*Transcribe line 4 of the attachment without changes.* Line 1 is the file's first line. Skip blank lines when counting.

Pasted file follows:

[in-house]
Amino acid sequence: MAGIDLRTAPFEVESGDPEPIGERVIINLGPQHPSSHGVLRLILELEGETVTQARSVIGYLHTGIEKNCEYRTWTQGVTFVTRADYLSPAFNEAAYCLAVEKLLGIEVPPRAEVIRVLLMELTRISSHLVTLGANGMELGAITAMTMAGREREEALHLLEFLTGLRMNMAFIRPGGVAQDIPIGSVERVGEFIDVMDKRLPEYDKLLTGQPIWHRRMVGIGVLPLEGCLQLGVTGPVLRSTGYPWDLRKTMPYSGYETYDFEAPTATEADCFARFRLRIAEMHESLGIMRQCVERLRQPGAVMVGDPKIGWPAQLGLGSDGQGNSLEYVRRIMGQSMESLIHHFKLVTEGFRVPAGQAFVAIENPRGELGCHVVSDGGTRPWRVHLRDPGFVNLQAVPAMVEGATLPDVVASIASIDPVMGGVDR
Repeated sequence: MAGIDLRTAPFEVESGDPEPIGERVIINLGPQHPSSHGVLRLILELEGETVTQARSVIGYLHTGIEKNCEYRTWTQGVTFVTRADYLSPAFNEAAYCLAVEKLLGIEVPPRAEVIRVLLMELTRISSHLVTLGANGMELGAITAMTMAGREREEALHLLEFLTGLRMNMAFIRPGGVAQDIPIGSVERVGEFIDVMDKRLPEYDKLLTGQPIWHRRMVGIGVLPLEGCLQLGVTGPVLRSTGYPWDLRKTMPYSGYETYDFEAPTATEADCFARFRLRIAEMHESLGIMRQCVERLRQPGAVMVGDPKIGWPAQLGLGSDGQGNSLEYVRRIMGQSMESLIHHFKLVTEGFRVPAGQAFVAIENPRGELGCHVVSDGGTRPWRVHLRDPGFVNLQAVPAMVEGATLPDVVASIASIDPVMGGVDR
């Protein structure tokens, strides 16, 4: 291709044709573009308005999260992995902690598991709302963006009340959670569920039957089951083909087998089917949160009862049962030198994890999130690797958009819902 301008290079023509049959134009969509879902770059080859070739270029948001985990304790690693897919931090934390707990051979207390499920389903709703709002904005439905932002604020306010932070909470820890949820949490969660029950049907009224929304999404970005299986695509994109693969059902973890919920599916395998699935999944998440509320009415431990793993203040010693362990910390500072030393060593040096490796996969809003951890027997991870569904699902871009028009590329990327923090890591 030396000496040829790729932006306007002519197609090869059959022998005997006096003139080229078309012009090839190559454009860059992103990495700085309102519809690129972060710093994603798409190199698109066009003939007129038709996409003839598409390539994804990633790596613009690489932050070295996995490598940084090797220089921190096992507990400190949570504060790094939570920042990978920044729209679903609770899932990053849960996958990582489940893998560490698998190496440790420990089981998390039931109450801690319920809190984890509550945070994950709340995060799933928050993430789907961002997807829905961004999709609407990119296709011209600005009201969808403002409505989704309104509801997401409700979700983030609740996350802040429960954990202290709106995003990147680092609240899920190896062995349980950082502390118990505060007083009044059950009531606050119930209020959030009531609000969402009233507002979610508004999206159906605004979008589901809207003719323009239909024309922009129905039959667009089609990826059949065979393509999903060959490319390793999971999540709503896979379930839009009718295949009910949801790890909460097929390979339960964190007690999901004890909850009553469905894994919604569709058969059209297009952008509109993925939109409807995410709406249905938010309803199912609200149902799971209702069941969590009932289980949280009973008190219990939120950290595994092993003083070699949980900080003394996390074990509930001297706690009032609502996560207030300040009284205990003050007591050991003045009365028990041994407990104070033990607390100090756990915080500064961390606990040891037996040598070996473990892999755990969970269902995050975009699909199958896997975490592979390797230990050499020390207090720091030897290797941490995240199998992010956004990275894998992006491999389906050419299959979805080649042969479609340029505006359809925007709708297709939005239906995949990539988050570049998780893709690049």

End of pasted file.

């Protein structure tokens, strides 16, 4: 291709044709573009308005999260992995902690598991709302963006009340959670569920039957089951083909087998089917949160009862049962030198994890999130690797958009819902 301008290079023509049959134009969509879902770059080859070739270029948001985990304790690693897919931090934390707990051979207390499920389903709703709002904005439905932002604020306010932070909470820890949820949490969660029950049907009224929304999404970005299986695509994109693969059902973890919920599916395998699935999944998440509320009415431990793993203040010693362990910390500072030393060593040096490796996969809003951890027997991870569904699902871009028009590329990327923090890591 030396000496040829790729932006306007002519197609090869059959022998005997006096003139080229078309012009090839190559454009860059992103990495700085309102519809690129972060710093994603798409190199698109066009003939007129038709996409003839598409390539994804990633790596613009690489932050070295996995490598940084090797220089921190096992507990400190949570504060790094939570920042990978920044729209679903609770899932990053849960996958990582489940893998560490698998190496440790420990089981998390039931109450801690319920809190984890509550945070994950709340995060799933928050993430789907961002997807829905961004999709609407990119296709011209600005009201969808403002409505989704309104509801997401409700979700983030609740996350802040429960954990202290709106995003990147680092609240899920190896062995349980950082502390118990505060007083009044059950009531606050119930209020959030009531609000969402009233507002979610508004999206159906605004979008589901809207003719323009239909024309922009129905039959667009089609990826059949065979393509999903060959490319390793999971999540709503896979379930839009009718295949009910949801790890909460097929390979339960964190007690999901004890909850009553469905894994919604569709058969059209297009952008509109993925939109409807995410709406249905938010309803199912609200149902799971209702069941969590009932289980949280009973008190219990939120950290595994092993003083070699949980900080003394996390074990509930001297706690009032609502996560207030300040009284205990003050007591050991003045009365028990041994407990104070033990607390100090756990915080500064961390606990040891037996040598070996473990892999755990969970269902995050975009699909199958896997975490592979390797230990050499020390207090720091030897290797941490995240199998992010956004990275894998992006491999389906050419299959979805080649042969479609340029505006359809925007709708297709939005239906995949990539988050570049998780893709690049």